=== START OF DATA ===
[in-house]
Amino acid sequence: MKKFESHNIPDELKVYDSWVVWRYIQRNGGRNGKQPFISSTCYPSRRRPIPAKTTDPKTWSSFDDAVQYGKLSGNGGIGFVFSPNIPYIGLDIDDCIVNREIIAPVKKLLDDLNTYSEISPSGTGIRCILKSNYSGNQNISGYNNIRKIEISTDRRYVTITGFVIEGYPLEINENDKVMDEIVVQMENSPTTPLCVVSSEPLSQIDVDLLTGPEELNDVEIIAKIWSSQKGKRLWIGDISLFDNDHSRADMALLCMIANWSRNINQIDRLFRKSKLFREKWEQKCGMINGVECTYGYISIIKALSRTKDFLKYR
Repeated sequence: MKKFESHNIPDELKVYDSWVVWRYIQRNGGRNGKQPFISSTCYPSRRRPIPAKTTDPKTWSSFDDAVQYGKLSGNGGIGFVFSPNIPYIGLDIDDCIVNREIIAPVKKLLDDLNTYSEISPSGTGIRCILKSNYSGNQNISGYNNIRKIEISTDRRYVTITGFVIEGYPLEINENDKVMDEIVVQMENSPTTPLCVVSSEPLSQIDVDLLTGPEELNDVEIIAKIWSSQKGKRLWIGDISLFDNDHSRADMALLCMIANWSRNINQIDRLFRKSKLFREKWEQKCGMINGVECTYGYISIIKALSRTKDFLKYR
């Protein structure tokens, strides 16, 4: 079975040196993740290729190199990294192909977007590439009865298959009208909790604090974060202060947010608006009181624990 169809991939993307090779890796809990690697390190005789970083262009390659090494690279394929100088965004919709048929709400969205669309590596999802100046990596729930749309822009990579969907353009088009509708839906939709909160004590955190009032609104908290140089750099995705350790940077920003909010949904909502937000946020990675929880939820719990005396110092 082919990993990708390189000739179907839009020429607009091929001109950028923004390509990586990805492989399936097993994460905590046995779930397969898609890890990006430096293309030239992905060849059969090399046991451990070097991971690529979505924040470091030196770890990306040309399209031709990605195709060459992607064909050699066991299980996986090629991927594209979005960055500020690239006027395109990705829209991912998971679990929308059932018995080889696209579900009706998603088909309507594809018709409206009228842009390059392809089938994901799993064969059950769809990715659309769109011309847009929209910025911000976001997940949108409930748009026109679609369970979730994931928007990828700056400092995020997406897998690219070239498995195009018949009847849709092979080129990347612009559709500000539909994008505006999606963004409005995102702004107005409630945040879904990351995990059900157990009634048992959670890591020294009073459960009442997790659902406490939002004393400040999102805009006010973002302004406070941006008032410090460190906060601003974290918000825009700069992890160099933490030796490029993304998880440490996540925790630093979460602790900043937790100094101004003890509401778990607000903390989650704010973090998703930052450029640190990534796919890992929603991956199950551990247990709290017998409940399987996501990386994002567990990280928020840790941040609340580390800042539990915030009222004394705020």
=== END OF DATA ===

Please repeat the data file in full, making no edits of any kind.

[in-house]
Amino acid sequence: MKKFESHNIPDELKVYDSWVVWRYIQRNGGRNGKQPFISSTCYPSRRRPIPAKTTDPKTWSSFDDAVQYGKLSGNGGIGFVFSPNIPYIGLDIDDCIVNREIIAPVKKLLDDLNTYSEISPSGTGIRCILKSNYSGNQNISGYNNIRKIEISTDRRYVTITGFVIEGYPLEINENDKVMDEIVVQMENSPTTPLCVVSSEPLSQIDVDLLTGPEELNDVEIIAKIWSSQKGKRLWIGDISLFDNDHSRADMALLCMIANWSRNINQIDRLFRKSKLFREKWEQKCGMINGVECTYGYISIIKALSRTKDFLKYR
Repeated sequence: MKKFESHNIPDELKVYDSWVVWRYIQRNGGRNGKQPFISSTCYPSRRRPIPAKTTDPKTWSSFDDAVQYGKLSGNGGIGFVFSPNIPYIGLDIDDCIVNREIIAPVKKLLDDLNTYSEISPSGTGIRCILKSNYSGNQNISGYNNIRKIEISTDRRYVTITGFVIEGYPLEINENDKVMDEIVVQMENSPTTPLCVVSSEPLSQIDVDLLTGPEELNDVEIIAKIWSSQKGKRLWIGDISLFDNDHSRADMALLCMIANWSRNINQIDRLFRKSKLFREKWEQKCGMINGVECTYGYISIIKALSRTKDFLKYR
């Protein structure tokens, strides 16, 4: 079975040196993740290729190199990294192909977007590439009865298959009208909790604090974060202060947010608006009181624990 169809991939993307090779890796809990690697390190005789970083262009390659090494690279394929100088965004919709048929709400969205669309590596999802100046990596729930749309822009990579969907353009088009509708839906939709909160004590955190009032609104908290140089750099995705350790940077920003909010949904909502937000946020990675929880939820719990005396110092 082919990993990708390189000739179907839009020429607009091929001109950028923004390509990586990805492989399936097993994460905590046995779930397969898609890890990006430096293309030239992905060849059969090399046991451990070097991971690529979505924040470091030196770890990306040309399209031709990605195709060459992607064909050699066991299980996986090629991927594209979005960055500020690239006027395109990705829209991912998971679990929308059932018995080889696209579900009706998603088909309507594809018709409206009228842009390059392809089938994901799993064969059950769809990715659309769109011309847009929209910025911000976001997940949108409930748009026109679609369970979730994931928007990828700056400092995020997406897998690219070239498995195009018949009847849709092979080129990347612009559709500000539909994008505006999606963004409005995102702004107005409630945040879904990351995990059900157990009634048992959670890591020294009073459960009442997790659902406490939002004393400040999102805009006010973002302004406070941006008032410090460190906060601003974290918000825009700069992890160099933490030796490029993304998880440490996540925790630093979460602790900043937790100094101004003890509401778990607000903390989650704010973090998703930052450029640190990534796919890992929603991956199950551990247990709290017998409940399987996501990386994002567990990280928020840790941040609340580390800042539990915030009222004394705020």